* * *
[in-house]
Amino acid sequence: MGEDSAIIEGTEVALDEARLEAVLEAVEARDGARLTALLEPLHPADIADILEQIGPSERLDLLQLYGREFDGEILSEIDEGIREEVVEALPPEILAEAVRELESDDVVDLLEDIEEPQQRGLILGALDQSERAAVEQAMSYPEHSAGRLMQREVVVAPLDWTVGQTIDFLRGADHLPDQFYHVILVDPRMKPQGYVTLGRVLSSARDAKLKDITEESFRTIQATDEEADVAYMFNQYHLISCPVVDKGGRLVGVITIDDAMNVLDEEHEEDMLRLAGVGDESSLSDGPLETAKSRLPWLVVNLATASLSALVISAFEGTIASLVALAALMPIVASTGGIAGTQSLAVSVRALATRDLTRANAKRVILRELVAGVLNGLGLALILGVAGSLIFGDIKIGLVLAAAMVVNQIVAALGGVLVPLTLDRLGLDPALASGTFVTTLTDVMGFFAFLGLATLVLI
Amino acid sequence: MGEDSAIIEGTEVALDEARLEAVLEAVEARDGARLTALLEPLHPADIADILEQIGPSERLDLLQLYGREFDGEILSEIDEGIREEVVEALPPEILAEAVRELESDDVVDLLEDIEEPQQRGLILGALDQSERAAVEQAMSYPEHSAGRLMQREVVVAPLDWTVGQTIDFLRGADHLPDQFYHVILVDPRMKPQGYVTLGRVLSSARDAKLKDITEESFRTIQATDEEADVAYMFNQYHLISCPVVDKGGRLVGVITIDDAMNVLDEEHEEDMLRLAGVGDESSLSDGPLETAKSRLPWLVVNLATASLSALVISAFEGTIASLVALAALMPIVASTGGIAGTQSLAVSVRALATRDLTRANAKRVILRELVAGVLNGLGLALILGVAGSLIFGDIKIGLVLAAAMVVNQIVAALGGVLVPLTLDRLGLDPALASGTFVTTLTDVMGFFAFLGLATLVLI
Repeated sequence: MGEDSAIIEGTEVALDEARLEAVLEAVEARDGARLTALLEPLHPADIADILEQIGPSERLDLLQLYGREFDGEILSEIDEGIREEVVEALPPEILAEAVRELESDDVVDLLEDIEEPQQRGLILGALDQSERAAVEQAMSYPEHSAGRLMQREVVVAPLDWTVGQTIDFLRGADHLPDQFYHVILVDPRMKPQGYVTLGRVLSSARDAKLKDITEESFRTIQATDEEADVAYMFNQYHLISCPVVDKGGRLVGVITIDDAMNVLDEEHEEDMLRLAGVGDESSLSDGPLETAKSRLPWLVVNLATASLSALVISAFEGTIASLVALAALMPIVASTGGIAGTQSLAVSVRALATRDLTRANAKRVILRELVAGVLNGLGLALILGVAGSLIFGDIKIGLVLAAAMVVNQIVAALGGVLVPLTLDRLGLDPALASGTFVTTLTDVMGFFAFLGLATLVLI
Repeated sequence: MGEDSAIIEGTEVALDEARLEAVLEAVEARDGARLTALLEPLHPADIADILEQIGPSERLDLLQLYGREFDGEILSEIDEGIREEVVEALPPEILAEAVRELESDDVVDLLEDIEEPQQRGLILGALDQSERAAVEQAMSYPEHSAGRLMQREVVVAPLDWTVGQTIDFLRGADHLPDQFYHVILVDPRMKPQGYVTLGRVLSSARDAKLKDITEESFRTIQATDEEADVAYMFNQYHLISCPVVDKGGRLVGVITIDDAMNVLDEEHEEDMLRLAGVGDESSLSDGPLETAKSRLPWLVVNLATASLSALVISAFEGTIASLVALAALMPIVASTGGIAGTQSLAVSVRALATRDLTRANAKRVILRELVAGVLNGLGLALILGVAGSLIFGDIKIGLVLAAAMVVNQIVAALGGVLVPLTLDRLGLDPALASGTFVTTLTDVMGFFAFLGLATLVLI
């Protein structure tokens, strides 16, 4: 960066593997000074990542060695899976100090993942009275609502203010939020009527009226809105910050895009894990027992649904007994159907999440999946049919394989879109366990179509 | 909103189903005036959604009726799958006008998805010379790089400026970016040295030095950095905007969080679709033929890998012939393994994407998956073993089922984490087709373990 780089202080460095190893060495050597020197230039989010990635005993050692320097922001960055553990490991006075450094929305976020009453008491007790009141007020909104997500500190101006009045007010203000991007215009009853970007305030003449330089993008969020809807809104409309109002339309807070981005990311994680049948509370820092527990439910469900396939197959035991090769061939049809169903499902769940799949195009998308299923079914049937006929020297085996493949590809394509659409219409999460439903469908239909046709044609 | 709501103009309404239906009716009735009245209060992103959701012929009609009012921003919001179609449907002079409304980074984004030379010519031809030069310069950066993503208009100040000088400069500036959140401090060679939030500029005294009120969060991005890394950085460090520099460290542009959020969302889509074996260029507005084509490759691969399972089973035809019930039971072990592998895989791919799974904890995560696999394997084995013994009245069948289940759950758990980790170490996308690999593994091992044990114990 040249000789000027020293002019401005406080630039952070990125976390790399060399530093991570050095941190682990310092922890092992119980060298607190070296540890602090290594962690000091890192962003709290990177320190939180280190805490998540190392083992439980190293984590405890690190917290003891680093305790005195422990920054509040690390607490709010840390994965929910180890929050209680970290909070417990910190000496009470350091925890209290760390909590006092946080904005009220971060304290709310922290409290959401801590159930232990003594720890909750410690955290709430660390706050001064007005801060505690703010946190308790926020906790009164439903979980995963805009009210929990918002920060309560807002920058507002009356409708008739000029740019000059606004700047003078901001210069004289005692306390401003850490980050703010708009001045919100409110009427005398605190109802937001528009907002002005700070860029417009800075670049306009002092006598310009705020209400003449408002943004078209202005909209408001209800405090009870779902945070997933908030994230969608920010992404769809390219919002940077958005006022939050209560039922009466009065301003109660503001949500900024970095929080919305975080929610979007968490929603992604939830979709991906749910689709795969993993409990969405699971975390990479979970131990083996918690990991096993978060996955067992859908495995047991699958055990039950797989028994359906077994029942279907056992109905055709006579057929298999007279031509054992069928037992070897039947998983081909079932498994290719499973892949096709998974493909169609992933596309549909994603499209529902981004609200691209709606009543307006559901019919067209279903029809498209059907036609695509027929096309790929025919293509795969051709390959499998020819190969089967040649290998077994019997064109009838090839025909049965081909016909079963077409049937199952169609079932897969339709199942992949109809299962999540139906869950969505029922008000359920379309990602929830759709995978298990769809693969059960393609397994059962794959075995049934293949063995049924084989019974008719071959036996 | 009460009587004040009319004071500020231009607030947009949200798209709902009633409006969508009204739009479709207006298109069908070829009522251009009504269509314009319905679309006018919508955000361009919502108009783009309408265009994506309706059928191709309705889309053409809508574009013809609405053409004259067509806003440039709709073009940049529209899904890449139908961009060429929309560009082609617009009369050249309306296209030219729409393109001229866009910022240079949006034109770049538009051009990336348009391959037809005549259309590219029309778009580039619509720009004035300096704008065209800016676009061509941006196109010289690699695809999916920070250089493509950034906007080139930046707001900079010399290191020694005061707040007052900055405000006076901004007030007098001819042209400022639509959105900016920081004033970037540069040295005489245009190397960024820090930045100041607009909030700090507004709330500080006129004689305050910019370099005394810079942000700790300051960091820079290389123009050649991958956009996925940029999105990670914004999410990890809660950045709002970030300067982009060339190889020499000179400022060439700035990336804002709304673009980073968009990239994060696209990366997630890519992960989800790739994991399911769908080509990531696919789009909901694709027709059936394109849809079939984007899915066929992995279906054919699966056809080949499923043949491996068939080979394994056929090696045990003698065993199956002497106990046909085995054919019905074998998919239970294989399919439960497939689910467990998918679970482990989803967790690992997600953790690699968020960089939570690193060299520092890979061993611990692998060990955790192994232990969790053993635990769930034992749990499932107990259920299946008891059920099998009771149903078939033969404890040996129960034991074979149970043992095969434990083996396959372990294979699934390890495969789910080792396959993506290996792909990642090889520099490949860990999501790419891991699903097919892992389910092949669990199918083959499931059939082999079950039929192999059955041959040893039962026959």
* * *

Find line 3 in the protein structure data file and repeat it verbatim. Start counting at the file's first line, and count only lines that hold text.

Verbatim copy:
Amino acid sequence: MGEDSAIIEGTEVALDEARLEAVLEAVEARDGARLTALLEPLHPADIADILEQIGPSERLDLLQLYGREFDGEILSEIDEGIREEVVEALPPEILAEAVRELESDDVVDLLEDIEEPQQRGLILGALDQSERAAVEQAMSYPEHSAGRLMQREVVVAPLDWTVGQTIDFLRGADHLPDQFYHVILVDPRMKPQGYVTLGRVLSSARDAKLKDITEESFRTIQATDEEADVAYMFNQYHLISCPVVDKGGRLVGVITIDDAMNVLDEEHEEDMLRLAGVGDESSLSDGPLETAKSRLPWLVVNLATASLSALVISAFEGTIASLVALAALMPIVASTGGIAGTQSLAVSVRALATRDLTRANAKRVILRELVAGVLNGLGLALILGVAGSLIFGDIKIGLVLAAAMVVNQIVAALGGVLVPLTLDRLGLDPALASGTFVTTLTDVMGFFAFLGLATLVLI